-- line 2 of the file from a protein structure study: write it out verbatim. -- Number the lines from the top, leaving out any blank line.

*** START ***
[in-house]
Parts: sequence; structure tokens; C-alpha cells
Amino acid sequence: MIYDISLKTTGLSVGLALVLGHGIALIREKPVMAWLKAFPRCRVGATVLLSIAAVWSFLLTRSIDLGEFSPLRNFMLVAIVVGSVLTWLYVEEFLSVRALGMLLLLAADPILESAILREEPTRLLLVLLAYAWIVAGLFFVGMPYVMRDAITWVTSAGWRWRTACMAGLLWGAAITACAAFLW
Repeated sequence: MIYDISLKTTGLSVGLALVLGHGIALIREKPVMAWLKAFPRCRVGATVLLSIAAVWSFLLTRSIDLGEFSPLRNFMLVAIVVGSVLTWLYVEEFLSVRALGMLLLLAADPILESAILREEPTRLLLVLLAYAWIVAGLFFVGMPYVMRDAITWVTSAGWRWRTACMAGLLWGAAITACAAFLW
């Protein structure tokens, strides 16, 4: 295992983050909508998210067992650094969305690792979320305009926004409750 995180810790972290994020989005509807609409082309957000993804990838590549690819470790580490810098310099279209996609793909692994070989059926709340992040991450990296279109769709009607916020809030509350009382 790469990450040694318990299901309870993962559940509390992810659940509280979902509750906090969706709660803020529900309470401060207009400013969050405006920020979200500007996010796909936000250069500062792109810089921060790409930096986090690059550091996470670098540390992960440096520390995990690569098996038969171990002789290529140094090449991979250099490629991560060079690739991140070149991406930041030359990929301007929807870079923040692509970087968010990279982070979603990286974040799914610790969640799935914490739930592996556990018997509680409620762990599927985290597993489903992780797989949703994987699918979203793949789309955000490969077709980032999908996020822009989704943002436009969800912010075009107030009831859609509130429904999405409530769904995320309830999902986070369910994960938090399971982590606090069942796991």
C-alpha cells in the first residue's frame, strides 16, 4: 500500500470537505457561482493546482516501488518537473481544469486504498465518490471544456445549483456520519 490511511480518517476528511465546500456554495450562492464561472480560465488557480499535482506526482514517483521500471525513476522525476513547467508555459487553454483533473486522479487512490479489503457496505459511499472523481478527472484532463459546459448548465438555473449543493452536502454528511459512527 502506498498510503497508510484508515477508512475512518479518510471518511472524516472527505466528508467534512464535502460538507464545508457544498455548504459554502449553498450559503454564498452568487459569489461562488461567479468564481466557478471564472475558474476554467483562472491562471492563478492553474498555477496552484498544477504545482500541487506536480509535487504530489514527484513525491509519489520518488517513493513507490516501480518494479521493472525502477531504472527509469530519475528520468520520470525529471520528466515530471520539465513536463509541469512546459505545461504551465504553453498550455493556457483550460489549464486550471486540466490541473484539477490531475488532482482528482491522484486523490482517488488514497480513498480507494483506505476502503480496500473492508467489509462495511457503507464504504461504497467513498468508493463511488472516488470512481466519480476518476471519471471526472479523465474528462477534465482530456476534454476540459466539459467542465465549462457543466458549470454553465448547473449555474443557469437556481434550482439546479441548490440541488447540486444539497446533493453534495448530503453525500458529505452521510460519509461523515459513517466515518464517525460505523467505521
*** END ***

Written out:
Parts: sequence; structure tokens; C-alpha cells